California residents have lots of opportunities to enjoy both long and short vacations in their home state, and many destinations offer great fun for families. However, a parent wanting to travel with their children after a divorce may need to start planning several months in advance to ensure that the details are worked out with the other parent. It is advisable to communicate about such plans ahead of the intended travel time to ensure that the other parent can make appropriate accommodations.
A parenting plan may address matters such as vacation time, holidays, and other issues during which extra visitation time might be allotted to a non-custodial parent. The ability to cooperate in spite of past differences can be a huge benefit for the children, allowing them to develop healthy relationships with both parents in the absence of serious contentions over visitation activities and dates. Even if there are problems such as a failure to pay child support, it may be in the best interests of a child to handle these matters privately to avoid creating extra stress for the child.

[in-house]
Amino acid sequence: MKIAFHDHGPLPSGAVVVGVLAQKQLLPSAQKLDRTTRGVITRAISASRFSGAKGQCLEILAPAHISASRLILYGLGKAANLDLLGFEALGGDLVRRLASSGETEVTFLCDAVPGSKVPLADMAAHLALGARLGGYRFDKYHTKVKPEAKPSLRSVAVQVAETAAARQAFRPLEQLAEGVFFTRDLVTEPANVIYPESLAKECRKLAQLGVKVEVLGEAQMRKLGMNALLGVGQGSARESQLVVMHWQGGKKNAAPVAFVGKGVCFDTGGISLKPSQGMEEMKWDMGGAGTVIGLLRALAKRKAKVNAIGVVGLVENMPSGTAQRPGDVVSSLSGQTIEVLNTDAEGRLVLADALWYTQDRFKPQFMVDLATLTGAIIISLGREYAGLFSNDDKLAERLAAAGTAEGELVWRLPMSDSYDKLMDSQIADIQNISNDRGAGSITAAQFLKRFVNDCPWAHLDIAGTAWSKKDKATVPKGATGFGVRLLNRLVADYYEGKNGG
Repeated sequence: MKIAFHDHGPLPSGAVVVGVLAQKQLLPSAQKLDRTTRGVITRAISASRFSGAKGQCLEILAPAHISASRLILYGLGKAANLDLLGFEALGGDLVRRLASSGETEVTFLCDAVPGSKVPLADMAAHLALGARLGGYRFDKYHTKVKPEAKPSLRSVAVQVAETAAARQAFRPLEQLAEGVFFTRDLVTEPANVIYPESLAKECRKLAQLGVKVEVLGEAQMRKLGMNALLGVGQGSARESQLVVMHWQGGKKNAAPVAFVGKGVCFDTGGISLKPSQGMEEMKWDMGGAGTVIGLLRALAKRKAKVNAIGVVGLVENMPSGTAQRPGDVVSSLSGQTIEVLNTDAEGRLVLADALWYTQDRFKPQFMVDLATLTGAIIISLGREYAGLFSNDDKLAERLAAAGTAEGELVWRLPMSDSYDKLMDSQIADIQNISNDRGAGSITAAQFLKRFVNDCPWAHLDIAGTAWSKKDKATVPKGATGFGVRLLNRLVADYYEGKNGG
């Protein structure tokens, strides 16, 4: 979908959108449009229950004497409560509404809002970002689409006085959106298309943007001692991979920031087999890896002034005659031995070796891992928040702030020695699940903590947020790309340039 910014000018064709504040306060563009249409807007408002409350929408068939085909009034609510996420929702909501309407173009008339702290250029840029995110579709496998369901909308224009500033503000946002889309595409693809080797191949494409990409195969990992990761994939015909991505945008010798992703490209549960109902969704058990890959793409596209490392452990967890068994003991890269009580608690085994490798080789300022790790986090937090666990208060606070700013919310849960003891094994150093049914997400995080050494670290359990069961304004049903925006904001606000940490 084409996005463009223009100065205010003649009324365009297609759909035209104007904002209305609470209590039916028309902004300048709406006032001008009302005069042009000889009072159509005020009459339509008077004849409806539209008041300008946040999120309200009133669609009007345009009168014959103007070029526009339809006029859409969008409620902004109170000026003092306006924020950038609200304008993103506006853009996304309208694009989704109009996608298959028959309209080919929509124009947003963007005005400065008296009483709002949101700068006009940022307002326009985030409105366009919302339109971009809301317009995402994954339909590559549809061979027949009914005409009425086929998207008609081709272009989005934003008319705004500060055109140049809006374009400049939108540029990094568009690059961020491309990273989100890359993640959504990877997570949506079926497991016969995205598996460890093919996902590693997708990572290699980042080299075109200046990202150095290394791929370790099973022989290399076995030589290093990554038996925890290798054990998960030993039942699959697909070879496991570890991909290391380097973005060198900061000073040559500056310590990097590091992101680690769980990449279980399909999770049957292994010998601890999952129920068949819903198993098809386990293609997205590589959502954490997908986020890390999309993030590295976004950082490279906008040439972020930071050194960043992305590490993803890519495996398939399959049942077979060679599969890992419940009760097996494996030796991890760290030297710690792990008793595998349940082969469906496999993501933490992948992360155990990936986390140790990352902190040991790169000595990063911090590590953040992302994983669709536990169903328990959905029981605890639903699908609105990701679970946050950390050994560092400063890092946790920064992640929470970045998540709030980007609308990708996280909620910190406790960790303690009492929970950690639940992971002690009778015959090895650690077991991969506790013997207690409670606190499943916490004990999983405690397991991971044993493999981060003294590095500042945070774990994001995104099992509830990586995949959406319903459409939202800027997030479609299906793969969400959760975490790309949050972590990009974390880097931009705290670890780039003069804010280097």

A parent is not entitled to interfere with allotted parenting time because of unpaid child support. Similarly, a parent who owes support is not relieved of their responsibility to pay because of the other parent's interference with visitation time. In serious situations involving a parent's neglect of their court-ordered responsibilities, legal enforcement might be sought through the court system.
An individual might not think through issues such as summer vacation at the time of a divorce, and parenting plans generated by the courts could be rather general in their language. If more clarity is needed, it might be helpful to seek legal advice about creating or revising one.